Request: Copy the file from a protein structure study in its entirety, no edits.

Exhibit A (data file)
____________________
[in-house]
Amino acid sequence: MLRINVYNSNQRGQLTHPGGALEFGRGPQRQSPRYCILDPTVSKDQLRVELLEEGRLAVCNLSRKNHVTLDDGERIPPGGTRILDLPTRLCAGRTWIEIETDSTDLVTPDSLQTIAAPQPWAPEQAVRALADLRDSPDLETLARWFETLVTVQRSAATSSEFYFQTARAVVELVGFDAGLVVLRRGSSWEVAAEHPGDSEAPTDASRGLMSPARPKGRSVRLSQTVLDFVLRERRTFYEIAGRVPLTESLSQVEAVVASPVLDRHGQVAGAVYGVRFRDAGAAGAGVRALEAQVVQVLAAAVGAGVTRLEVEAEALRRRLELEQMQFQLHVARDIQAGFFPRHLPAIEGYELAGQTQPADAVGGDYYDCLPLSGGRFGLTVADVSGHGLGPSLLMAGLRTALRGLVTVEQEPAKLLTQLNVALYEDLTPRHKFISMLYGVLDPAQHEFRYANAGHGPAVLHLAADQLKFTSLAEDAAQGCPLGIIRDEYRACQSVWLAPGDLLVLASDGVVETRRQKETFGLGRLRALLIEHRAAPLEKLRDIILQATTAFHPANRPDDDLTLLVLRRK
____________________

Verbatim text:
[in-house]
Amino acid sequence: MLRINVYNSNQRGQLTHPGGALEFGRGPQRQSPRYCILDPTVSKDQLRVELLEEGRLAVCNLSRKNHVTLDDGERIPPGGTRILDLPTRLCAGRTWIEIETDSTDLVTPDSLQTIAAPQPWAPEQAVRALADLRDSPDLETLARWFETLVTVQRSAATSSEFYFQTARAVVELVGFDAGLVVLRRGSSWEVAAEHPGDSEAPTDASRGLMSPARPKGRSVRLSQTVLDFVLRERRTFYEIAGRVPLTESLSQVEAVVASPVLDRHGQVAGAVYGVRFRDAGAAGAGVRALEAQVVQVLAAAVGAGVTRLEVEAEALRRRLELEQMQFQLHVARDIQAGFFPRHLPAIEGYELAGQTQPADAVGGDYYDCLPLSGGRFGLTVADVSGHGLGPSLLMAGLRTALRGLVTVEQEPAKLLTQLNVALYEDLTPRHKFISMLYGVLDPAQHEFRYANAGHGPAVLHLAADQLKFTSLAEDAAQGCPLGIIRDEYRACQSVWLAPGDLLVLASDGVVETRRQKETFGLGRLRALLIEHRAAPLEKLRDIILQATTAFHPANRPDDDLTLLVLRRK